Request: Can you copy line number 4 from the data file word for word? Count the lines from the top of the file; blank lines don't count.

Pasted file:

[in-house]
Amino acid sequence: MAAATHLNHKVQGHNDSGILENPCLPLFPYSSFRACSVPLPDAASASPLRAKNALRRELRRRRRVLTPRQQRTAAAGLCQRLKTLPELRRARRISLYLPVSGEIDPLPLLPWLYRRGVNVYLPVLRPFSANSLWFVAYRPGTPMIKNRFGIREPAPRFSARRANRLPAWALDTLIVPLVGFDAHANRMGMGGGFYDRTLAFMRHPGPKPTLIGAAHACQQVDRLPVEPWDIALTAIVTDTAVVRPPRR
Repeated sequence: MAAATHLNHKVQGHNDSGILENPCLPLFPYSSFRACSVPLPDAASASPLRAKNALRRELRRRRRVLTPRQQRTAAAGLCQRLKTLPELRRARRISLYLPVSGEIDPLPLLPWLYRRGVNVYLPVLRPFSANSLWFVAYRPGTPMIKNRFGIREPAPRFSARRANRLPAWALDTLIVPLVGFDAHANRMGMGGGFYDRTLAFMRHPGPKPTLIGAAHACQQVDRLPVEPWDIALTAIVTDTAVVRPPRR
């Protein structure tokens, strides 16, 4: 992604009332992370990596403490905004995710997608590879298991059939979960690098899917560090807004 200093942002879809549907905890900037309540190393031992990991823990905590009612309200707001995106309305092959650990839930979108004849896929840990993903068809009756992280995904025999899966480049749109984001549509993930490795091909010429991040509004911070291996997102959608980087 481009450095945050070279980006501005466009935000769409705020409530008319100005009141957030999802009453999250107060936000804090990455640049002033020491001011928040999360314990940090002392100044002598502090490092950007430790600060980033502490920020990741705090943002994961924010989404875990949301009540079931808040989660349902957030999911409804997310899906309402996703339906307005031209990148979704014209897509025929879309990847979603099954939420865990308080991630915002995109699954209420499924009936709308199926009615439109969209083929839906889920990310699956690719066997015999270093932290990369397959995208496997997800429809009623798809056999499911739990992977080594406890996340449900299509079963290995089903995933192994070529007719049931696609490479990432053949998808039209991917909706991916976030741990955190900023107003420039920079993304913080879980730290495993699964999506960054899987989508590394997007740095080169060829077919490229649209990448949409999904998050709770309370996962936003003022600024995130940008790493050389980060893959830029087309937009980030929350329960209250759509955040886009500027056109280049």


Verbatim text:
């Protein structure tokens, strides 16, 4: 992604009332992370990596403490905004995710997608590879298991059939979960690098899917560090807004 200093942002879809549907905890900037309540190393031992990991823990905590009612309200707001995106309305092959650990839930979108004849896929840990993903068809009756992280995904025999899966480049749109984001549509993930490795091909010429991040509004911070291996997102959608980087 481009450095945050070279980006501005466009935000769409705020409530008319100005009141957030999802009453999250107060936000804090990455640049002033020491001011928040999360314990940090002392100044002598502090490092950007430790600060980033502490920020990741705090943002994961924010989404875990949301009540079931808040989660349902957030999911409804997310899906309402996703339906307005031209990148979704014209897509025929879309990847979603099954939420865990308080991630915002995109699954209420499924009936709308199926009615439109969209083929839906889920990310699956690719066997015999270093932290990369397959995208496997997800429809009623798809056999499911739990992977080594406890996340449900299509079963290995089903995933192994070529007719049931696609490479990432053949998808039209991917909706991916976030741990955190900023107003420039920079993304913080879980730290495993699964999506960054899987989508590394997007740095080169060829077919490229649209990448949409999904998050709770309370996962936003003022600024995130940008790493050389980060893959830029087309937009980030929350329960209250759509955040886009500027056109280049």